Book Image

Business Process Management with JBoss jBPM

By : Matt Cumberlidge, Tom Baeyens
Book Image

Business Process Management with JBoss jBPM

By: Matt Cumberlidge, Tom Baeyens

Overview of this book

JBoss jBPM is a free, open-source, business process management solution. It enables users to create business processes that coordinate people, applications, and services. A business process is a sequence of activities triggered by a certain input that results in a valuable output. Business Process Management is about analyzing those activities in a structured way and eventually supporting their execution with a workflow application. This allows for the following results: Better management visibility of their business: improved decision making Low cost of inputs: de-skilled labor requirements, less waste, standardized components Better outputs: consistent quality, more customer satisfaction Businesses have always tried to manage their processes, but software such as jBPM brings the methodology and management theory to practical life. JBoss jBPM offers the following key features: Graphical process definition Flexibility to integrate code into the graphical process definition A customizable web-based workflow application that runs the process you’ve defined Easy programming model to extend the graphical process definition A process-oriented programming model (jPDL) that blends the best of process definition languages and Java. Easy to integrate with other systems through the JBoss middleware suite.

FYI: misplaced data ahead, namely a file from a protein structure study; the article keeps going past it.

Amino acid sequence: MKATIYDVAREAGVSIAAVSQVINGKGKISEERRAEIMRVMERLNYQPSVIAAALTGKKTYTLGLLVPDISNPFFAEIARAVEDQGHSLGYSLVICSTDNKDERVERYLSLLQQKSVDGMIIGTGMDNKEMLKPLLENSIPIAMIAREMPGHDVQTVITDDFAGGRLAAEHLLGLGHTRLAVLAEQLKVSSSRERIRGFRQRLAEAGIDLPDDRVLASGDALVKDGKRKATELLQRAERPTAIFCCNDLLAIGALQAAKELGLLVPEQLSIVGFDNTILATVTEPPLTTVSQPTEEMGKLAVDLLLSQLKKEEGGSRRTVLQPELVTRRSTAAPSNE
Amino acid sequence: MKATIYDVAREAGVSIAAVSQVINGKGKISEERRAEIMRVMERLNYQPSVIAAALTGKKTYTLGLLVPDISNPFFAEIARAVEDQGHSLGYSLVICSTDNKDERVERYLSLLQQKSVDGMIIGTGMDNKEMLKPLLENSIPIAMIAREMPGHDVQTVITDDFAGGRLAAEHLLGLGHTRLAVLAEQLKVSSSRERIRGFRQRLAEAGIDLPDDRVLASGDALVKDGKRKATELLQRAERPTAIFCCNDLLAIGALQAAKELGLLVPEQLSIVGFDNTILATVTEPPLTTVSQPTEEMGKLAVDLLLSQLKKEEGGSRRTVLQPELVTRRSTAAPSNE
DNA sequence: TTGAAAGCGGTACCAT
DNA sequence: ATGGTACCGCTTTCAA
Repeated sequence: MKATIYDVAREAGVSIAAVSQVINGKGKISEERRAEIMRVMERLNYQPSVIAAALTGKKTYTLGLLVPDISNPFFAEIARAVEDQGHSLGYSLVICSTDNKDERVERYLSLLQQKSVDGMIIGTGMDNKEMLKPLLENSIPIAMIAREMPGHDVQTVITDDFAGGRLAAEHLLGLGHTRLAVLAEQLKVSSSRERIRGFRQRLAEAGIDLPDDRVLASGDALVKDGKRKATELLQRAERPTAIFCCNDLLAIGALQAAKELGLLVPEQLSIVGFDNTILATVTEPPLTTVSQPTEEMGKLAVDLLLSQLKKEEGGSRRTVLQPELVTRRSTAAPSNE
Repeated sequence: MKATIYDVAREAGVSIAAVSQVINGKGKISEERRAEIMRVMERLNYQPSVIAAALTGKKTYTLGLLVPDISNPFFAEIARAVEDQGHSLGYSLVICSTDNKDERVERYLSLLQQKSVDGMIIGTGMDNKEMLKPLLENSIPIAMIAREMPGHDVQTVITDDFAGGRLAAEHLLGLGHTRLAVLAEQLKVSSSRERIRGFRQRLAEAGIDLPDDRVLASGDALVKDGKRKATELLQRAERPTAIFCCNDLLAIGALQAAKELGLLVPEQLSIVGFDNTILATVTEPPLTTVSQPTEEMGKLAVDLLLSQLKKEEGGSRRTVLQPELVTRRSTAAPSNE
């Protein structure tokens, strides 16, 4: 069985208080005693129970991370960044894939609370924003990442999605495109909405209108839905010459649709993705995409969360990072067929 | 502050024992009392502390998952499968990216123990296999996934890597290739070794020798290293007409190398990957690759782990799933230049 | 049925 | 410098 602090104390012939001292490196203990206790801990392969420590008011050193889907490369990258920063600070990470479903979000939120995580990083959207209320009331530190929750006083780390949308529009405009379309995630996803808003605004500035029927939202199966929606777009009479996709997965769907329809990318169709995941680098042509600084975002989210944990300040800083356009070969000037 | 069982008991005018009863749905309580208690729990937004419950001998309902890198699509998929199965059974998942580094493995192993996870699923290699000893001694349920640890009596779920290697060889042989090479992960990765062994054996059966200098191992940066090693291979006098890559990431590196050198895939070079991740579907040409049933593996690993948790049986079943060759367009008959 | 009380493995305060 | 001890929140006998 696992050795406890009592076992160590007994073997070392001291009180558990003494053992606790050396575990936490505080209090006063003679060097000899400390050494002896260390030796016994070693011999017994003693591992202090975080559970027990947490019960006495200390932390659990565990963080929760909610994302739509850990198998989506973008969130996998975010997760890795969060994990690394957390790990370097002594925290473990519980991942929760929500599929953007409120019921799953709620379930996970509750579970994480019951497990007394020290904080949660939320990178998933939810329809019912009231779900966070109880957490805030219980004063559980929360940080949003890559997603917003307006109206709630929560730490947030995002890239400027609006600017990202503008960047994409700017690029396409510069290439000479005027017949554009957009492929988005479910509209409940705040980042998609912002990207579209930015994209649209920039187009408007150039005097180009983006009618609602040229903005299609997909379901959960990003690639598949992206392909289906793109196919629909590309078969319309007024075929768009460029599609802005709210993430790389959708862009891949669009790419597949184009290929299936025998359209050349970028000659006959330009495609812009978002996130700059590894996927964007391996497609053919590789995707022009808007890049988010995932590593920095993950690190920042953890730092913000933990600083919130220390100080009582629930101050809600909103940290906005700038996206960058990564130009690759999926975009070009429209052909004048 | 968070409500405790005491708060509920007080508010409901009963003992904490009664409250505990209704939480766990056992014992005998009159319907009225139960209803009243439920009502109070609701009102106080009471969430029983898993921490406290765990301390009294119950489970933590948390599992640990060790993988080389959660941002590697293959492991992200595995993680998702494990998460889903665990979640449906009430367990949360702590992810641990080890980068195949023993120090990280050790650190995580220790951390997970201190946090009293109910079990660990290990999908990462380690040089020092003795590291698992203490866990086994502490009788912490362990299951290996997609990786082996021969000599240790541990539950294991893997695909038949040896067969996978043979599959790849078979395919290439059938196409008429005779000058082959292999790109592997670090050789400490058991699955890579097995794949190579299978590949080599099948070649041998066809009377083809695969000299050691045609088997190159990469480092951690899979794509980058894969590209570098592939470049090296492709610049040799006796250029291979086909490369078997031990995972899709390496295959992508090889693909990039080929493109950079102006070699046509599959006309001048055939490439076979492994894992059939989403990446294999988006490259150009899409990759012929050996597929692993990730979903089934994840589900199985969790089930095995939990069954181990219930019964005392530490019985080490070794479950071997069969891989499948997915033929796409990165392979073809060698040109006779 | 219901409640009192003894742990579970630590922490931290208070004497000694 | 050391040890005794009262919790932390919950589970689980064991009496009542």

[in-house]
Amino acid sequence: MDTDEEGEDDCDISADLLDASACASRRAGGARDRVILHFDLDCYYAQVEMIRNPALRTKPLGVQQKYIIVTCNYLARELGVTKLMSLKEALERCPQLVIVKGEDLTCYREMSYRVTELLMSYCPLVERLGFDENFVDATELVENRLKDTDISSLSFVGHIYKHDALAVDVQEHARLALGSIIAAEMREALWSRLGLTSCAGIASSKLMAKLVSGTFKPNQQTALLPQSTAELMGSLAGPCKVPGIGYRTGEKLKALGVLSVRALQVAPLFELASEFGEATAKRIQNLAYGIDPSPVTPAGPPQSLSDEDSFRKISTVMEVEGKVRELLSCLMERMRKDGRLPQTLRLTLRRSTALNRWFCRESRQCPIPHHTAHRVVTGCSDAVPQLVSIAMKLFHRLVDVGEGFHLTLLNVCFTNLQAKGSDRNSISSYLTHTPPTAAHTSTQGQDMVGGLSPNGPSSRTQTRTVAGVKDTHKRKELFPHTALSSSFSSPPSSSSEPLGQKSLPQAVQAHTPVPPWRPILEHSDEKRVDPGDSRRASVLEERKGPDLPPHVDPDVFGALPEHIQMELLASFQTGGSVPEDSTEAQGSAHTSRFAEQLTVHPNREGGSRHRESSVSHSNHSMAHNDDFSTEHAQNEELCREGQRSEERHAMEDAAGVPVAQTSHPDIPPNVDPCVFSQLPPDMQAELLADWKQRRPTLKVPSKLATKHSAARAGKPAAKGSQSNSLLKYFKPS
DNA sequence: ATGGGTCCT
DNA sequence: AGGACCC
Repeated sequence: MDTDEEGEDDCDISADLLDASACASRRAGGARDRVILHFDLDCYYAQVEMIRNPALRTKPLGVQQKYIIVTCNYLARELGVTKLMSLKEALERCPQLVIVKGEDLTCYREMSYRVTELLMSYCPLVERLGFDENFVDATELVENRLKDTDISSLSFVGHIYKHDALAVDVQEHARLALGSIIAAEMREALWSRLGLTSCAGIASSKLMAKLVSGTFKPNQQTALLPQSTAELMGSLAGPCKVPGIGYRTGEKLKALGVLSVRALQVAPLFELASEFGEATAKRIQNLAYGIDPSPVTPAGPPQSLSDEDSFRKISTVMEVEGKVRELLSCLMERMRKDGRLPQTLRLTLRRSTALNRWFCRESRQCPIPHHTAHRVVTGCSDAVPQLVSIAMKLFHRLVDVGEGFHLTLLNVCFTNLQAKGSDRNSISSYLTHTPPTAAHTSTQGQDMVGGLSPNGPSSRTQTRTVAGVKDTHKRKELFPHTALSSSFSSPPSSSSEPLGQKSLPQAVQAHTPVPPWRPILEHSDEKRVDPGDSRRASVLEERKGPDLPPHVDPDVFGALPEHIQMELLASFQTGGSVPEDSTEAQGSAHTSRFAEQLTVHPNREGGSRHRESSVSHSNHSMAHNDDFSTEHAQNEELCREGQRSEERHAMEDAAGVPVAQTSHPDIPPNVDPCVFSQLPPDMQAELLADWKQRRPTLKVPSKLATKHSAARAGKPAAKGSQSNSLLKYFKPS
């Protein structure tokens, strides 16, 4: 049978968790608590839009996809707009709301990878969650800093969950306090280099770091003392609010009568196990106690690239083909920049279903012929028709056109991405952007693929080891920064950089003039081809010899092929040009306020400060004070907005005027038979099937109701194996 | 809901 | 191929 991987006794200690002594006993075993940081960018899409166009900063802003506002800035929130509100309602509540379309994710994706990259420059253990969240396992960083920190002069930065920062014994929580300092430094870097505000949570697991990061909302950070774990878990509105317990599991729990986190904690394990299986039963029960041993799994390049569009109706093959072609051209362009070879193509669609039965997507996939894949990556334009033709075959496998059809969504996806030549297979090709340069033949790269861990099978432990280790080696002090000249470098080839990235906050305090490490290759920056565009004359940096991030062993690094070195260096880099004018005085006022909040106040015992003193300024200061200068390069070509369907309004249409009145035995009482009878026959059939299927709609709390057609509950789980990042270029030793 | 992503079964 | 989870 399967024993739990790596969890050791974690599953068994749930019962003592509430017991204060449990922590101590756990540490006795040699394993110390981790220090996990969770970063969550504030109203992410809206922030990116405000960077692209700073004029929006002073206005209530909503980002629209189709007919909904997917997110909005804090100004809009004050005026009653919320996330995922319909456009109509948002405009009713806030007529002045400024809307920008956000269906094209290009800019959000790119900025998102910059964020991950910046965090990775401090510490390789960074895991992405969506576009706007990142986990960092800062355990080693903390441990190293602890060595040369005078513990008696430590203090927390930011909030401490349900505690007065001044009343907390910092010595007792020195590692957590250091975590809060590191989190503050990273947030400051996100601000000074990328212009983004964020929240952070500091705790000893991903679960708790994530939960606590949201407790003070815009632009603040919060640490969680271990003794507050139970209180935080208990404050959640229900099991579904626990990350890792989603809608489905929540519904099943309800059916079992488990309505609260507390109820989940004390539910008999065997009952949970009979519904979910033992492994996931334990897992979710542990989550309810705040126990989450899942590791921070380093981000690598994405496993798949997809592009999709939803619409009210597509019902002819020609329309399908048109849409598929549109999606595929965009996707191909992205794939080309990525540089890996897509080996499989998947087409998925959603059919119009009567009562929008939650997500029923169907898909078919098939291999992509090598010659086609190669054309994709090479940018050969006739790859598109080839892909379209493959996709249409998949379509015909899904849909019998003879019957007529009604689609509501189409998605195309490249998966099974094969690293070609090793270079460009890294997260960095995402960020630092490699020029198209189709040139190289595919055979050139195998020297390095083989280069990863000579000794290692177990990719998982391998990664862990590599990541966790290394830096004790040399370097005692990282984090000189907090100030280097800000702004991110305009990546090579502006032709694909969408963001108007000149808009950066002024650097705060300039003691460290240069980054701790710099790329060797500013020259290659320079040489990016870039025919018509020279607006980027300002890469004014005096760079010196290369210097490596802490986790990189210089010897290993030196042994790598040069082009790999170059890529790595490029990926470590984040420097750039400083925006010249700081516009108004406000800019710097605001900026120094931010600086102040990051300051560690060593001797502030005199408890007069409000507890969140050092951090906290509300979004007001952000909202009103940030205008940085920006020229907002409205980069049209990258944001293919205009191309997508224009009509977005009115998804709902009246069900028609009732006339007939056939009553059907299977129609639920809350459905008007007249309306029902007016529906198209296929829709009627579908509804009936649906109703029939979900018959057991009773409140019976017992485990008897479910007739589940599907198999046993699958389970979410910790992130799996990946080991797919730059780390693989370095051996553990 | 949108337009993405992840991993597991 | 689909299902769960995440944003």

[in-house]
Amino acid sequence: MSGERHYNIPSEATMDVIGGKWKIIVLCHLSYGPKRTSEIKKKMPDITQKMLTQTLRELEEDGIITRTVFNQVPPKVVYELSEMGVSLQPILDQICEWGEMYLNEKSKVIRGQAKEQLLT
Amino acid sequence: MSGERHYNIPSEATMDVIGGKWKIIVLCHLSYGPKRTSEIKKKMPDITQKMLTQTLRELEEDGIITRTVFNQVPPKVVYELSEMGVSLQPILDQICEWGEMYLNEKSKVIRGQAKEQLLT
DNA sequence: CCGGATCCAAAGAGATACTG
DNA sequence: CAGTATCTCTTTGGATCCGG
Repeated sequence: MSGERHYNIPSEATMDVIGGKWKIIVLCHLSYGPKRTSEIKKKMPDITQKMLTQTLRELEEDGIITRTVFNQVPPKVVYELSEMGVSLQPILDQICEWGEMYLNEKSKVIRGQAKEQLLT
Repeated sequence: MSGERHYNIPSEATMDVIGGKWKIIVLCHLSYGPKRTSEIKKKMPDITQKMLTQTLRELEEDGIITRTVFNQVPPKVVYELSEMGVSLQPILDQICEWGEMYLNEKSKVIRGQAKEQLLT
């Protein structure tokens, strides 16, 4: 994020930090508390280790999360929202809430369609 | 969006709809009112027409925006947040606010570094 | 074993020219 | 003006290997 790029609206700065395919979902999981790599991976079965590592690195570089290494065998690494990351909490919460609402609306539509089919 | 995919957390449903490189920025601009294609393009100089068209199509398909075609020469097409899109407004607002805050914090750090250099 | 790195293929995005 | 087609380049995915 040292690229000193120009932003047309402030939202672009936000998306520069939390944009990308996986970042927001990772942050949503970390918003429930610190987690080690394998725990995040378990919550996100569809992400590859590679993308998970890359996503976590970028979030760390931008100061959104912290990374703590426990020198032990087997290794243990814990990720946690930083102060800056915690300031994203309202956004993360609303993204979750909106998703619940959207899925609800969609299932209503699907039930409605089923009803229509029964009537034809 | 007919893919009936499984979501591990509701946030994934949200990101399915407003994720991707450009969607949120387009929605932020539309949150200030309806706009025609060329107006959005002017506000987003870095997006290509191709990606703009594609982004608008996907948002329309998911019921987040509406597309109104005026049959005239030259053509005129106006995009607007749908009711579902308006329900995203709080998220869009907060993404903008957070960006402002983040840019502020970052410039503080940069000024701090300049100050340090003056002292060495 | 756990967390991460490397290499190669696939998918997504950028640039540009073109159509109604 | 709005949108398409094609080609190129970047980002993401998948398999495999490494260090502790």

Table of Contents (13 chapters)

Setting up the project

It is very tempting at the outset of an exciting new project to just jump in straight away and start the analysis work, or even just start building. It is very worthwhile, however, to spend some time setting up the project properly first, so that everyone involved in the project understands:

  • Exactly what we plan to do

  • Why we are doing it

  • How we plan to get there

  • Who will do what

  • When we are planning to do it

A cliché that is often bandied around on technology projects is the axiom "People, process, and technology". Typically, an IT project is good at addressing the process and technology bits, but all too often, the people element gets left behind as an afterthought for training and the nebulous area of "change management". The people element of the project needs to be considered at the very beginning, and concrete actions taken throughout to ensure everyone is buying into the project.

The very first thing that we can do to ensure we are taking our people with us, is set...